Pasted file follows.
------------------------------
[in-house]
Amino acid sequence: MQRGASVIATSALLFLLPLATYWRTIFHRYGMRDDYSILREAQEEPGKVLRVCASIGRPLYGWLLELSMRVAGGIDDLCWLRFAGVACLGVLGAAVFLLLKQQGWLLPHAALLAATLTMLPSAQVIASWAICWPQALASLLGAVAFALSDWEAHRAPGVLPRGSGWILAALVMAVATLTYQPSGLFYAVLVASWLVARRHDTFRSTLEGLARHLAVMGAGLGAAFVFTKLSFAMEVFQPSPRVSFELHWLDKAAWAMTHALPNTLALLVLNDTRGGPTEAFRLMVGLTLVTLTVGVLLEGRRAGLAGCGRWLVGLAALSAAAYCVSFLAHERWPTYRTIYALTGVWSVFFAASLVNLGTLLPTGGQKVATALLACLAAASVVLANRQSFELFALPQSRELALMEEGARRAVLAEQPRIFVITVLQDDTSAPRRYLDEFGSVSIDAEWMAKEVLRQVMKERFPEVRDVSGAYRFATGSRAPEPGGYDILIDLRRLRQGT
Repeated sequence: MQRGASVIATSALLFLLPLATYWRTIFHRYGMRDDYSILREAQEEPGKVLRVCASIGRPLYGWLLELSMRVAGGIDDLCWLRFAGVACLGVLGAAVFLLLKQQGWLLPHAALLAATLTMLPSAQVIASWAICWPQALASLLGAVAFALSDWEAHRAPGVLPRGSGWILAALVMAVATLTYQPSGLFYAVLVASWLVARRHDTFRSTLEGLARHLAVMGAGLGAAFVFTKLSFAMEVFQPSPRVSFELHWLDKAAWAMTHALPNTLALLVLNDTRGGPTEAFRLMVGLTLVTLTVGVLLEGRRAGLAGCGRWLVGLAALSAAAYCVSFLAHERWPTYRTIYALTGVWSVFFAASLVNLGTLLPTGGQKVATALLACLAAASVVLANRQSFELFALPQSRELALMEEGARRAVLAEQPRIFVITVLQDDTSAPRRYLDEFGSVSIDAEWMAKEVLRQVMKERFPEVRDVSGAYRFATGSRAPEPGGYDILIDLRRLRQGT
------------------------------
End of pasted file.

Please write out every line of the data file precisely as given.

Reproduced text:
[in-house]
Amino acid sequence: MQRGASVIATSALLFLLPLATYWRTIFHRYGMRDDYSILREAQEEPGKVLRVCASIGRPLYGWLLELSMRVAGGIDDLCWLRFAGVACLGVLGAAVFLLLKQQGWLLPHAALLAATLTMLPSAQVIASWAICWPQALASLLGAVAFALSDWEAHRAPGVLPRGSGWILAALVMAVATLTYQPSGLFYAVLVASWLVARRHDTFRSTLEGLARHLAVMGAGLGAAFVFTKLSFAMEVFQPSPRVSFELHWLDKAAWAMTHALPNTLALLVLNDTRGGPTEAFRLMVGLTLVTLTVGVLLEGRRAGLAGCGRWLVGLAALSAAAYCVSFLAHERWPTYRTIYALTGVWSVFFAASLVNLGTLLPTGGQKVATALLACLAAASVVLANRQSFELFALPQSRELALMEEGARRAVLAEQPRIFVITVLQDDTSAPRRYLDEFGSVSIDAEWMAKEVLRQVMKERFPEVRDVSGAYRFATGSRAPEPGGYDILIDLRRLRQGT
Repeated sequence: MQRGASVIATSALLFLLPLATYWRTIFHRYGMRDDYSILREAQEEPGKVLRVCASIGRPLYGWLLELSMRVAGGIDDLCWLRFAGVACLGVLGAAVFLLLKQQGWLLPHAALLAATLTMLPSAQVIASWAICWPQALASLLGAVAFALSDWEAHRAPGVLPRGSGWILAALVMAVATLTYQPSGLFYAVLVASWLVARRHDTFRSTLEGLARHLAVMGAGLGAAFVFTKLSFAMEVFQPSPRVSFELHWLDKAAWAMTHALPNTLALLVLNDTRGGPTEAFRLMVGLTLVTLTVGVLLEGRRAGLAGCGRWLVGLAALSAAAYCVSFLAHERWPTYRTIYALTGVWSVFFAASLVNLGTLLPTGGQKVATALLACLAAASVVLANRQSFELFALPQSRELALMEEGARRAVLAEQPRIFVITVLQDDTSAPRRYLDEFGSVSIDAEWMAKEVLRQVMKERFPEVRDVSGAYRFATGSRAPEPGGYDILIDLRRLRQGT